Discussions between the Dean of Students and the Student Senate led to the hiring of an attorney, Richard Howland, in September 1970 as general counsel to undergraduates to advise students without representing them in any litigation. In the mid-1970s, the students increased their financial support of the program, with appropriations from the Graduate Student Senate and the Student Government Association (Student Activities Tax), in order to expand the staff and allow attorneys to represent students in specific types of cases. In 1973, the Legal Services Office (LSO) was created to "provide counseling, advice, representation, and education to the student body of the University of Massachusetts at Amherst concerning all legal matters." In 1975, in response to student demands, the Trustees recognized the authority of the LSO to litigate on behalf of students in cases against the University. In 1986, the Trustees, acting upon recommendations of University administrators, revoked its recognition of the LSO's authority to represent students in cases against the University or in criminal cases.

After a number of years of dispute, the President and Chancellor reviewed the issue and in 1993 the Trustees passed a resolution that allowed student activities fees to continue to be used for LSO operations "provided that the office, which is supported by University funds, shall not engage in litigation either in court or before administrative agencies, against the Commonwealth or any of its agencies, subdivisions or instrumentalities including the University, or any municipality, or any officer, trustee, agent or employee of any of the foregoing for actions related to their official duties or responsibilities."

Collection consists of Legal Services Office board minutes (1979-1981), correspondence (1979-1983), The Students Rights Advocate (1989-1991,1997), typescript history of LSO by Robert Gage (1975), brochures and flyers, and newsclippings.

Women's Student Government Association (WSGA)
.5 lin. feet
RG 045/4

The Women's Student Government Association, initially the Women's Student Council, was formed in 1919 as the self-governing body for women students. All female students were considered ipso facto members of the Association, and if enrolled for a minimum of one year, eligible to vote. Its purpose was to establish guidelines for student conduct and "make each member feel responsibility to herself, to the Association, and to the college; and to give each girl a conception of citizenship which will hold not only in [the] college community but in the greater group after college."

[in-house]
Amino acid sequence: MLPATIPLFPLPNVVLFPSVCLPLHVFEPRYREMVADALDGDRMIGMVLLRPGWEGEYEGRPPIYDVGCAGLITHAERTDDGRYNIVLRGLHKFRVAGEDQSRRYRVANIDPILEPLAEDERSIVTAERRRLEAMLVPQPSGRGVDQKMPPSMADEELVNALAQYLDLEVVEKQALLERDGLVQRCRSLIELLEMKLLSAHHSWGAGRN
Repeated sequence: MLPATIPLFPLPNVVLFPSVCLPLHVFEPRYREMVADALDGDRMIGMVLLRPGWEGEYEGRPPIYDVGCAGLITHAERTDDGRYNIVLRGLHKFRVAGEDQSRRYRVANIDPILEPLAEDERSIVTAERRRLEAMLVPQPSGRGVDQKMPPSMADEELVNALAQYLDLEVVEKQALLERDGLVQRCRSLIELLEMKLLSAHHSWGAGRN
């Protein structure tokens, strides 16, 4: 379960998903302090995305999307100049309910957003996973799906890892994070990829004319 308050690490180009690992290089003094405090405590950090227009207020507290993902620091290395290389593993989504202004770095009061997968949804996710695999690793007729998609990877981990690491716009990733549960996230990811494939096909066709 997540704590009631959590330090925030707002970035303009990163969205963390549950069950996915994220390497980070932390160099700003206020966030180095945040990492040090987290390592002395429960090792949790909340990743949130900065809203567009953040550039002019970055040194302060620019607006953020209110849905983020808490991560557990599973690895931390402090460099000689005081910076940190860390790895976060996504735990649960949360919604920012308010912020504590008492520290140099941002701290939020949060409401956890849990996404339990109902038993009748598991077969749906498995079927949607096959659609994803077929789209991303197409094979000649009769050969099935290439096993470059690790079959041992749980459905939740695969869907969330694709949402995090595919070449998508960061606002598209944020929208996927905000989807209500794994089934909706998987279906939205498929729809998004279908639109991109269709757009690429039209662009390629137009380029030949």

Materials in the collection consist of a Women's Student Council history extracted from the 1931 "Index", correspondence to and from the Women's Judiciary Board (1955), Handbooks for Women (1929, 1936-1942), Centennial Focus on Women program (1963), policy for Award of Honor to Women Students (n.d) and newsclippings (1920, 1984). The handbook issued annually to female students by the WSGA included the constitution and by-laws of the Association; regulations governing residential housing and general personal conduct; and information about female students' clubs and organizations at the college, including sororities.

Stockbridge Senate

RG 045/5
Summer Student Government

RG 045/6
Student Senate Committees

RG 045/7
Academic Affairs

RG 045/7/A2
Auto Pool

RG 045/7/A8

RG 045/7/B8

RG 045/7/C6
Faculty and Educational Policy

RG 045/7/F3
Lecture Note Program

RG 045/7/L4
Public Policy

RG 045/7/P8
RG 045/7/R4
Rents and Fees

RG 045/7/R5
Student Life
RG 045/7/S7
Transit Service

RG 045/7/T7
Joint Committees

RG 045/8
Southwest Area Government (SWAG)

RG 045/9
Student Center for Educational Research and Advocacy (SCERA)
1 lin. foot
RG 045/10

Formed in 1978 by the merging of the Student Organizing Project (SOP) and the Student Center for Educational Research (SCER), the Student Center for Educational Research and Advocacy (SCERA) is today the research and advocacy arm of the Undergraduate Student Senate. SCERA, consisting of students and professional staff, analyzes existing programs, deciphers student education issues and needs, and advocates to improve student life, work and study at the University. The center also seeks to provide students with the skills and resources to do their own research and analysis and to organize to bring about change.

Included in the collection are in-depth study reports (1975-1981) on such topics as student housing, governance, budget, course and teacher evaluation, student racism, buildings and spaces. Also represented are administrative files containing meeting minutes, correspondence (1977, 1979-1980), and newsclippings.

Honor System

RG 045/11
Town Meeting (Student Action Committee)

RG 045/12
Progressive Candidates Pool

RG 045/13
Northeast Area Government

RG 045/14
Black Students at UMass and in Western Massachusetts

RG 045/15
Sylvan Area Government

RG 045/16
Union Program Council (UPC)

RG 045/17
Off Campus Housing Office (OCHO)/Commuter Services and Housing Resources Center, 1993- )

RG 045/18
Black Student Union
RG 045/19
Graduate Student Senate
2.25 lin. feet
RG 045/20